100 thoughts on “Do You Really Sing Better In The Shower?”

  1. I want to add that a lot of time you're in the shower alone, and have more confidence in your vocal ability since the self consciousness of ''oh, I can't sing well…" goes out the window. The 'stage fright' of having other people judge your singing is removed and you sing from your diaphragm confidently instead of timidly. Kind of disappointed this wasn't included in the video, this is probably the #1 reason that you do in fact sound better in the shower.

  2. I would also like to add that I believe some of the effect might be psychological.

    When you're in a shower (almost universally) alone, you lose inhibition and really go for it. As someone who is classically trained, I can say with certainty that the best singers are usually the loudest. If you're too quiet, that almost always means you're using your "head" voice to sing, which is oft whiny and nasally, as opposed to using the voice "from" your diaphragm, which reverberates significantly more and moves your vocal chords closer to the notes you actually wish to hit.

    Edit: Also the humidity helps prevent your vocal chords from sticking together, further helping prevent sharp or flat notes whilst singing.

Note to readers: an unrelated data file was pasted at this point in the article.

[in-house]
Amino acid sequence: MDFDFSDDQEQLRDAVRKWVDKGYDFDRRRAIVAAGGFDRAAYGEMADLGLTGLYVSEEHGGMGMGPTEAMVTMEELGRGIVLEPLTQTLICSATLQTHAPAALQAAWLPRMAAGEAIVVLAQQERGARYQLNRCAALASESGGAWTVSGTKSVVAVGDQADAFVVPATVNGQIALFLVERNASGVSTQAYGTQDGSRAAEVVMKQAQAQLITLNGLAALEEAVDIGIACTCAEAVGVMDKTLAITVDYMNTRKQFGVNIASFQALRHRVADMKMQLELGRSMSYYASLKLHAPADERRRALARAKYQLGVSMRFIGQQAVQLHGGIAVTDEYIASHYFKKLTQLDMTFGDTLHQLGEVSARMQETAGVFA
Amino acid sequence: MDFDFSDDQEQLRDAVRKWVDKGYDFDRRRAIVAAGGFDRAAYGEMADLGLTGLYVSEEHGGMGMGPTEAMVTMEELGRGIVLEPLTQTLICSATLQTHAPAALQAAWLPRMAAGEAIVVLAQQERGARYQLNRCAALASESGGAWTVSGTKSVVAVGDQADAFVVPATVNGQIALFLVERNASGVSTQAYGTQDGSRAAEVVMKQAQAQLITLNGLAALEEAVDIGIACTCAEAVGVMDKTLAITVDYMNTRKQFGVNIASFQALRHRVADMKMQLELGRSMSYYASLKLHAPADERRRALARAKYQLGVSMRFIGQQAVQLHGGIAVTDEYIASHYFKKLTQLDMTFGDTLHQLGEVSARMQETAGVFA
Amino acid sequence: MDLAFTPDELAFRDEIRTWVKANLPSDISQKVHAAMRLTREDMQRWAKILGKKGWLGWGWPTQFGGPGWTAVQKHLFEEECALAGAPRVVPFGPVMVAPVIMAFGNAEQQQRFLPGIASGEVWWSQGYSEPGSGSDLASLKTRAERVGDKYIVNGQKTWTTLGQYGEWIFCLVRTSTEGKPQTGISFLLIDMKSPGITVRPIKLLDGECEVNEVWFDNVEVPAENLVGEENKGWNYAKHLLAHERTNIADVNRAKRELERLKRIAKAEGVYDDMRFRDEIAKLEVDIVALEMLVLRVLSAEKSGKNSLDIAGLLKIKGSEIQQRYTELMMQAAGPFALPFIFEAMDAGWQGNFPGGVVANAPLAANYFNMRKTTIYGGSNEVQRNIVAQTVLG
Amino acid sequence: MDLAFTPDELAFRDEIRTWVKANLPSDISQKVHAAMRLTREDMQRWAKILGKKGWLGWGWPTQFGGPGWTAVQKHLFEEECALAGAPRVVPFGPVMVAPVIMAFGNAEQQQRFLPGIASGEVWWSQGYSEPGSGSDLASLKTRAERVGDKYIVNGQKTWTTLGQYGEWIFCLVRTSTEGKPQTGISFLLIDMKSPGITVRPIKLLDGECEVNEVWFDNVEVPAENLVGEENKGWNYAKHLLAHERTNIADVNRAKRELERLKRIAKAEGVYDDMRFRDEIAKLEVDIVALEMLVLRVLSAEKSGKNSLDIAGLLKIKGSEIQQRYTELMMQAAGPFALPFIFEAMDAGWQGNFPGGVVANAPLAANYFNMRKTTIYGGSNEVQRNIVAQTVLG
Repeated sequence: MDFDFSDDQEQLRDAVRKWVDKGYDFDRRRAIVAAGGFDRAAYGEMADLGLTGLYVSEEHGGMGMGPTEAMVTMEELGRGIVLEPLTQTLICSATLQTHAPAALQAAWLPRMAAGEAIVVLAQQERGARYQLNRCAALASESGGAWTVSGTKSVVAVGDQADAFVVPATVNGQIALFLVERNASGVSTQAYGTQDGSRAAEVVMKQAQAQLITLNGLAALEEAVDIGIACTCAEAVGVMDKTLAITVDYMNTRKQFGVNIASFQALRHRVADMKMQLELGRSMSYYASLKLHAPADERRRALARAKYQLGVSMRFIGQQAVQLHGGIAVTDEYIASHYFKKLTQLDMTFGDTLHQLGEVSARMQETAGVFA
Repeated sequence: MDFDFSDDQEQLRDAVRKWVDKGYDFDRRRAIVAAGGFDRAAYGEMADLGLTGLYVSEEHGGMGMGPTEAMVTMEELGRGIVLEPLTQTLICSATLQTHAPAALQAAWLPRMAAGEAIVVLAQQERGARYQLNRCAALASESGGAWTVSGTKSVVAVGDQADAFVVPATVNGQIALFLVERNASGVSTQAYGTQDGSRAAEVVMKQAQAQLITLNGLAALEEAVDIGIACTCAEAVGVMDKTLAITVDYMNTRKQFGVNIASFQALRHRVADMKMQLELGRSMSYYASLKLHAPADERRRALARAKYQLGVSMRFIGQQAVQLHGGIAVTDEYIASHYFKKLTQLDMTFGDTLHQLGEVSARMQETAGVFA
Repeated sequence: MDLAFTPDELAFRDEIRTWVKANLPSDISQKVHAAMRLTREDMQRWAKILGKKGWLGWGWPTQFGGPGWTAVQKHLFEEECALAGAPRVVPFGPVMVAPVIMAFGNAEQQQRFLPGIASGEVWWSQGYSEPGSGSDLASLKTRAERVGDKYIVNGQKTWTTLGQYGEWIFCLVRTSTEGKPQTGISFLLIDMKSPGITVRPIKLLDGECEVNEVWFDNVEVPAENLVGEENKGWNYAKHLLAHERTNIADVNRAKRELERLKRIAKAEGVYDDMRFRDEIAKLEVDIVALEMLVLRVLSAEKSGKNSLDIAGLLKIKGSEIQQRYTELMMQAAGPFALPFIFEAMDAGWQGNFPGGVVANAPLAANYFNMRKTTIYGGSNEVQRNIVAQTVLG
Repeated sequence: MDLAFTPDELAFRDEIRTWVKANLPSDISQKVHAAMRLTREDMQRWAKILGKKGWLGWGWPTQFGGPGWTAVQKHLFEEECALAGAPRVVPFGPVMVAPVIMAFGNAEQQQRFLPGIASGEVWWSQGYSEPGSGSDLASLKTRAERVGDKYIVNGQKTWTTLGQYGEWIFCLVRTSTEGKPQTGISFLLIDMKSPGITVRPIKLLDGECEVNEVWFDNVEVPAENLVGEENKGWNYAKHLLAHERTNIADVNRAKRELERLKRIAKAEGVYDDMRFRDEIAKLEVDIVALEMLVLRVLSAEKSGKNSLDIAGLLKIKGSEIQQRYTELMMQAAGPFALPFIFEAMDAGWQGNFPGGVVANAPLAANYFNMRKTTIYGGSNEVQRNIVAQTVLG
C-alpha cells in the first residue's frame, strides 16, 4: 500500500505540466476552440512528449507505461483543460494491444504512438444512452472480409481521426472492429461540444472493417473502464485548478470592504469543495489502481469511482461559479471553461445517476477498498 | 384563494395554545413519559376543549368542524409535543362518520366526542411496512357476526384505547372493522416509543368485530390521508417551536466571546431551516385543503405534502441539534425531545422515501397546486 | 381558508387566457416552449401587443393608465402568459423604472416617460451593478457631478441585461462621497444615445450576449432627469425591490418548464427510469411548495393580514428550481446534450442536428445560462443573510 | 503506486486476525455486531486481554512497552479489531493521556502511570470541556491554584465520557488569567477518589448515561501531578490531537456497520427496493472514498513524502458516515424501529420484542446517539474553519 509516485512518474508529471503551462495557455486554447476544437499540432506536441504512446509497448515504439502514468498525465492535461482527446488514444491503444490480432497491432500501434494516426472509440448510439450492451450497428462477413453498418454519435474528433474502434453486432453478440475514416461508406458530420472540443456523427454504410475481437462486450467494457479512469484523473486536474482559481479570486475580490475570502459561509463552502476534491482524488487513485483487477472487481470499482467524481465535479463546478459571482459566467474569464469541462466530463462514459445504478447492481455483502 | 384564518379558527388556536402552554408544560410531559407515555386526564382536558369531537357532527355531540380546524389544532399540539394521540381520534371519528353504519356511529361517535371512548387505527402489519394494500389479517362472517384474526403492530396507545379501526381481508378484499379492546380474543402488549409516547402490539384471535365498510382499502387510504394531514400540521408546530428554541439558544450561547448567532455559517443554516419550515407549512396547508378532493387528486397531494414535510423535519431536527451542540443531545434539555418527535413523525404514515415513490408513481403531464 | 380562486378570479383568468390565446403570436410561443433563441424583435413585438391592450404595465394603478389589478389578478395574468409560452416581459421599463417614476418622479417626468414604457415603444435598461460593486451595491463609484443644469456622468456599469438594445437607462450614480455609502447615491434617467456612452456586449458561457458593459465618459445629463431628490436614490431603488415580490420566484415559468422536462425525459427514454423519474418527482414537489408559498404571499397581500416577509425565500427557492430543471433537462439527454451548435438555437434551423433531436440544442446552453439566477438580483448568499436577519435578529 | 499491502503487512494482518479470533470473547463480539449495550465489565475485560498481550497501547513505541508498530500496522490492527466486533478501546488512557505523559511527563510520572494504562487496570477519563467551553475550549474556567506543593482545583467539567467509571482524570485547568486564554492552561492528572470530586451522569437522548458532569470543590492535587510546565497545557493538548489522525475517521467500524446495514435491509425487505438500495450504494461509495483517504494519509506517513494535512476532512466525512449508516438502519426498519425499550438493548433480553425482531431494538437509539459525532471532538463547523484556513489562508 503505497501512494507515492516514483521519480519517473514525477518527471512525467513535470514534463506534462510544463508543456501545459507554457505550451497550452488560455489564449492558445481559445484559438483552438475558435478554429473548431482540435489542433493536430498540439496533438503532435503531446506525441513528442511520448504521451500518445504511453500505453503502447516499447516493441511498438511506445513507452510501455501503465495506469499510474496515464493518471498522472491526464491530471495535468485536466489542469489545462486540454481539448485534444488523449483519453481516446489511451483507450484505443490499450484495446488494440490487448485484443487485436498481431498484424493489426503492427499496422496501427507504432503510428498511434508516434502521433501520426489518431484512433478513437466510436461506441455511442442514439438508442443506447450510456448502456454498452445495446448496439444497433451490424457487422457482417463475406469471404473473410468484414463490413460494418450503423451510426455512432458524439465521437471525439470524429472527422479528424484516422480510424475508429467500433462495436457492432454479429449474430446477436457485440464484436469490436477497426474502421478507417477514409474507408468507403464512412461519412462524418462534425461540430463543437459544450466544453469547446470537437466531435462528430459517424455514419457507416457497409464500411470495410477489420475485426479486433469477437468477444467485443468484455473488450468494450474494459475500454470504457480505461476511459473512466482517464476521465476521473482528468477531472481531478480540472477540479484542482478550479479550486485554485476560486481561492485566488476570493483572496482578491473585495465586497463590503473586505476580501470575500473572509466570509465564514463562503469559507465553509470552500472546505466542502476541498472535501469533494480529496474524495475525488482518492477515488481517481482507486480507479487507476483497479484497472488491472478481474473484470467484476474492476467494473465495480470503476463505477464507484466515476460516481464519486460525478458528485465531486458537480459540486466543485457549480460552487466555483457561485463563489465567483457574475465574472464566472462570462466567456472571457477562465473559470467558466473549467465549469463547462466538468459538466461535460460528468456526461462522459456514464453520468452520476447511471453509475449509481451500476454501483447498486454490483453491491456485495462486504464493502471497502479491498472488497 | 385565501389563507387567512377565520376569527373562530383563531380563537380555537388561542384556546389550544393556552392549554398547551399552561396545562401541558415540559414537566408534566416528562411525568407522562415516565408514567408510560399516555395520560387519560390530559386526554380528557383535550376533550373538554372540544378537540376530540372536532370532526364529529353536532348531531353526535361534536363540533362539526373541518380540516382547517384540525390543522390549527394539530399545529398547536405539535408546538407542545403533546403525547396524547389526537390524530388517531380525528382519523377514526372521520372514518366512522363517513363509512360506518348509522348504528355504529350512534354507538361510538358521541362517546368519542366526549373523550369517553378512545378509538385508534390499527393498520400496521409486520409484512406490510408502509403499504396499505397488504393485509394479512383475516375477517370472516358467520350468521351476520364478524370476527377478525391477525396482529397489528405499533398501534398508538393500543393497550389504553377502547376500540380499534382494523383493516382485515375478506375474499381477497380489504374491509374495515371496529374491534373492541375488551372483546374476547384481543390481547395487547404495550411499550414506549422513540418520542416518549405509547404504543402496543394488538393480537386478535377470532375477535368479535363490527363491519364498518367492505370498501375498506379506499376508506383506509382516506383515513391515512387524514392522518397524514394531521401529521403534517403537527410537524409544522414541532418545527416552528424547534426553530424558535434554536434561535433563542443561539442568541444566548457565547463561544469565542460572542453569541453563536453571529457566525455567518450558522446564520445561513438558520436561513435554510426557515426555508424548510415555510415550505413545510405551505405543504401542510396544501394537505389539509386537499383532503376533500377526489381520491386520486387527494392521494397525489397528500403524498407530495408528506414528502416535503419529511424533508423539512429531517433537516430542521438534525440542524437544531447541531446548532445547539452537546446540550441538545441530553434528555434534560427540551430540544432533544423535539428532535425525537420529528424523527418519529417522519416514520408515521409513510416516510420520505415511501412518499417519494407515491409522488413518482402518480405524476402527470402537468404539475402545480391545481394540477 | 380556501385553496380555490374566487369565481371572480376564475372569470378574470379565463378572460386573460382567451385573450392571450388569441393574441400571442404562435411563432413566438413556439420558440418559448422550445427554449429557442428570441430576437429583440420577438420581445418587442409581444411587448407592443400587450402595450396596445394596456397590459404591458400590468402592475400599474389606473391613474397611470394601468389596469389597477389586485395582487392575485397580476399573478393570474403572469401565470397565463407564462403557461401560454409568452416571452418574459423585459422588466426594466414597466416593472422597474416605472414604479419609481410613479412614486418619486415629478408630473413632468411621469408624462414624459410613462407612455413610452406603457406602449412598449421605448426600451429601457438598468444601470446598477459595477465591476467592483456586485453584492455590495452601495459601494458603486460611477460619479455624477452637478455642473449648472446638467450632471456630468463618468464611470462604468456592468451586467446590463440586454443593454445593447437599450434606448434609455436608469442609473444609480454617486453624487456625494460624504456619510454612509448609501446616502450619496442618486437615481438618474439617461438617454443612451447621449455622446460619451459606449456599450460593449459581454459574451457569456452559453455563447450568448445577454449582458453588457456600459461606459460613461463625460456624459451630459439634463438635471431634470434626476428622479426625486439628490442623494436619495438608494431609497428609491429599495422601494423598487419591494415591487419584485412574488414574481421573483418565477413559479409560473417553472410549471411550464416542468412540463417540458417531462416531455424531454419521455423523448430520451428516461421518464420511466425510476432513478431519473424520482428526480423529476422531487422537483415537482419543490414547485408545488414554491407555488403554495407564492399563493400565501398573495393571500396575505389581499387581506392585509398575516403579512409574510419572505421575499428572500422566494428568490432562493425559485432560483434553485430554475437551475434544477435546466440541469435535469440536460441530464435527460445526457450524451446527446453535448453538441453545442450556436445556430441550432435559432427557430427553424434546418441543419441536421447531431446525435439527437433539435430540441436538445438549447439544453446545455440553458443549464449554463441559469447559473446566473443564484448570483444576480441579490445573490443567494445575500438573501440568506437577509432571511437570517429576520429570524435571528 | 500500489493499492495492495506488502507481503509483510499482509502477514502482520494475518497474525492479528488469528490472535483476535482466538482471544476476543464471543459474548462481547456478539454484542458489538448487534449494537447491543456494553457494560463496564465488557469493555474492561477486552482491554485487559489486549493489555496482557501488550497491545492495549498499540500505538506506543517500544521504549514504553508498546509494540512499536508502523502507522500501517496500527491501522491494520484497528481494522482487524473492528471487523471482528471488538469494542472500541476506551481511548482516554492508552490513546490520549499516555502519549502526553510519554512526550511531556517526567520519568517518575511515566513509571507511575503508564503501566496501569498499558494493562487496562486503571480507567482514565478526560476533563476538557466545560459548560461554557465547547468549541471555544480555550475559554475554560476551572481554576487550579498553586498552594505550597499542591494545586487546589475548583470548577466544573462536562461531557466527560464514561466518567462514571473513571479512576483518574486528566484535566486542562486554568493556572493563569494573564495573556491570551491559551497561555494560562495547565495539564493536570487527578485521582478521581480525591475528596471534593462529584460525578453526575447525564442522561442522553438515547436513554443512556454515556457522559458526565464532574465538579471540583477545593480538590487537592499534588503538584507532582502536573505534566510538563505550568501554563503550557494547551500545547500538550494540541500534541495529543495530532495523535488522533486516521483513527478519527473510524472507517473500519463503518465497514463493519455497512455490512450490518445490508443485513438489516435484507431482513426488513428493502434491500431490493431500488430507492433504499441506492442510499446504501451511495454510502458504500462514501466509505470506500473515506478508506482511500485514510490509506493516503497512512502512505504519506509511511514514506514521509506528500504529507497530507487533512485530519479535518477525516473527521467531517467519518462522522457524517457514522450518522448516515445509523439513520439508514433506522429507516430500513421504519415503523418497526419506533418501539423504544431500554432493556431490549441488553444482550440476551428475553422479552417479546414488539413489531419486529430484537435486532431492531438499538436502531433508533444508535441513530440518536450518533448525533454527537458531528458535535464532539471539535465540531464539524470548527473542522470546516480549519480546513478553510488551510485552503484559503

3. Being a musician, it's nice to finally watch a scishow video where I'm not lost as hell about the terminology & content of the video. Thanks for explaining further why bathrooms are great recording booths!

  4. So its because the sound is reverberated ?? So the shower is like artificial resonance ?? Lmao who needs proper singing technique anymore. I really wanna hear SoHyang singing in a bathroom. That would be way too much resonance.

  5. I truly appreciate and enjoy the knowledge. Hard reality is, how long would it take you to have a shirt look like a smooth bathroom wall?

  6. What about a video on the weird theories we have on YouTube that would be interesting and good for the YouTube community?

  7. The real reason is since there's all that reverberation, there's more/clearer feedback for you to work with and adjust to. It's harder to sing when it's harder to hear yourself.

  8. Попробуйте спеть в турецкой бане))))) сидишь один в огромном круглом сооружении с куполом… звук такой что две минуты и ты победитель шоу "Голос" и шаман вводящий в транс целую нацию одновременно

  9. There was a recording studio in Virginia, I think, that used an elevator shaft to achieve this kind of reverberation. They could adjust the amount of reverb by moving the elevator to a different floor. It worked rather well, but I thought it kind of funny that you always had to use their stairs.

  10. I like to try to match the pitch of the various machinery around me as I go about my day. Does anyone else do this?